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How to Parent an Adolescent with Diabetes

Discussion in 'Parents of Teens' started by Michelle'sMom, Nov 1, 2011.

  1. Michelle'sMom

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  2. Sarah Maddie's Mom

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    Good read. Thanks for posting it.:cwds:
     
  3. wilf

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    Thank you for posting this. :)
     
  4. Ali

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    Excellent article. Thank you for posting. Ali
     
  5. obtainedmist

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    I was just stunned to read that 95% of T2 kids come from ethnic/minority and lower income families. Can this be correct?
     
  6. Michelle'sMom

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    I don't find that statistic surprising in the least. Certain ethnic groups are at higher risk for T2. Factor in the statistics on the number of minorities that fall into the lower income bracket, along with the fact that healthier foods also tend to be the most expensive, & it paints a pretty sad picture.
     
  7. Timmy Mac

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    i found it a really nice article except for one part. I don't mind to be nit-picky, but i don't really agree with this.

    "Thirteen-year-olds don't have the 'emotional muscle' to give themselves their own insulin shots, not week after week."

    I had both my doctors and parents pushing for me to take my own shots since I was about 7. Once I finally worked up the courage to give myself one of my shots when I was 12, I never let my parents give me a shot again.
     
  8. emm142

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    I think everyone is different in this respect. I was diagnosed at 14 and my parents never gave me a shot (and 14 isn't much different from 13, I imagine that I would have been the same if I were diagnosed a few months earlier). But for some people, leaving them alone at 13 to do all their shots forever would be disasterous. I agree that the article could have generalised slightly less on that one. But otherwise I also thought it was good.
     
  9. sarahspins

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    Well, I think a distinction has to be made between just administering insulin, and being in charge of determining insulin doses too.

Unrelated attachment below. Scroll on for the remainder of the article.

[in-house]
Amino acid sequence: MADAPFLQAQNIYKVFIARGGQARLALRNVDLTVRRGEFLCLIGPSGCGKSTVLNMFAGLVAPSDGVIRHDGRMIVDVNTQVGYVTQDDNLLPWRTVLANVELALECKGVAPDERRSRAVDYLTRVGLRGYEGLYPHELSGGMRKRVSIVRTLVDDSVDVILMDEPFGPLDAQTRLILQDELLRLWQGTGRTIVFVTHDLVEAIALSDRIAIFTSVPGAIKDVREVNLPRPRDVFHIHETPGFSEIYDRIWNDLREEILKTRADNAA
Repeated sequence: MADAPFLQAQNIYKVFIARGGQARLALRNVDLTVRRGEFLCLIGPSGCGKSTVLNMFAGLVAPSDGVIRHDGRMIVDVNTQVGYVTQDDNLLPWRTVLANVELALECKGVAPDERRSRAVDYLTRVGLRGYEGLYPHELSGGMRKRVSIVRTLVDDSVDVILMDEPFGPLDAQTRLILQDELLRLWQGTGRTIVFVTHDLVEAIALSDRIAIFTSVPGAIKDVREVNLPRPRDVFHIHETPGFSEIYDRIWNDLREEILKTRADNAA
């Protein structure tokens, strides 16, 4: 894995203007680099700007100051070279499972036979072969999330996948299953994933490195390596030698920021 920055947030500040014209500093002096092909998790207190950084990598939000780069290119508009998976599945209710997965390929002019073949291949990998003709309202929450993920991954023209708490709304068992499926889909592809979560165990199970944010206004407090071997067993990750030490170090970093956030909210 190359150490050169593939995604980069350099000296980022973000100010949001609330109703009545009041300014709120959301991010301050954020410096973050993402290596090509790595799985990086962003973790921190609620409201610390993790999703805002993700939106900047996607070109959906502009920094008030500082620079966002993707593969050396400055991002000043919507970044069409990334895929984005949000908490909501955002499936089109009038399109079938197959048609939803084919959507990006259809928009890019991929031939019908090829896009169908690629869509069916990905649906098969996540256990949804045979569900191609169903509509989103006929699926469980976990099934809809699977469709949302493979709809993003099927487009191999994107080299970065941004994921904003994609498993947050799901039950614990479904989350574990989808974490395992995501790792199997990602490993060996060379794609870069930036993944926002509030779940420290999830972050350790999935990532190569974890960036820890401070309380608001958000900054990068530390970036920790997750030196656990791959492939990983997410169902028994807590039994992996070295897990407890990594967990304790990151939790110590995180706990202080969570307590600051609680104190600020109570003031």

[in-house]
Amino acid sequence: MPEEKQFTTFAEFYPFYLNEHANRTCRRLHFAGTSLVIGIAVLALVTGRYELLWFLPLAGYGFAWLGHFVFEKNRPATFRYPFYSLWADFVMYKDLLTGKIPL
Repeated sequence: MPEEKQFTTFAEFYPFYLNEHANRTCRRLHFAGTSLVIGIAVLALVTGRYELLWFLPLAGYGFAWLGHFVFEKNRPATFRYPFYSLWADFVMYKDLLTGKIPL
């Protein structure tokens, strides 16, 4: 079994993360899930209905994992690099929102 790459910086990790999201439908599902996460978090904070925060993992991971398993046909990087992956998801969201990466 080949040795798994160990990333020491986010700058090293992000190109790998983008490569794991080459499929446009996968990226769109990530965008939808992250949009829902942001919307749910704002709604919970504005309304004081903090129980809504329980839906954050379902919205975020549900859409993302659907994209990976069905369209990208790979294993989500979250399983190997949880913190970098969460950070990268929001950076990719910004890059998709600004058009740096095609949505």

I would think that most 13 year olds would be fully capable of injecting themselves if mom/dad handed them a syringe and said "take ___ units" but remembering to do so without being told to, or calculating their own doses full time might be a bit much for some.. it's more about that kind of responsibility than the action itself. It may not be a problem for some.

    I try to think about how I was at 13 and I don't know that I would have wanted to do it all myself. I know I didn't want to do it at 20 but i didn't have any other options :)
     
  10. emm142

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    Oh, sure. I was thinking about dosing decisions etc., as well (I did everything on my own from 14), but probably should have been clearer about that.
     
  11. lisanc

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    Great article ... thanks for posting.
     
  12. Mrs Puff

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    Great article. I have said almost the exact thing (posted below) when I have tried to explain diabetes to people:

    "Yet the biggest myth the diabetes community often gives to families is that diabetes is entirely under our behavioral control. Like if you just do these things, everything's going to turn out fine. You can do them all today and blood sugars will turn out fine. Tomorrow you do the very same things and nothing works, your child's blood sugars are high all day. If parents think it's all under their control they're going to drive themselves and their child crazy."
     
  13. Tamara Gamble

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    Great article. Agree with Mrs Puff that it is not black and white. We have been very lucky with our son.
     

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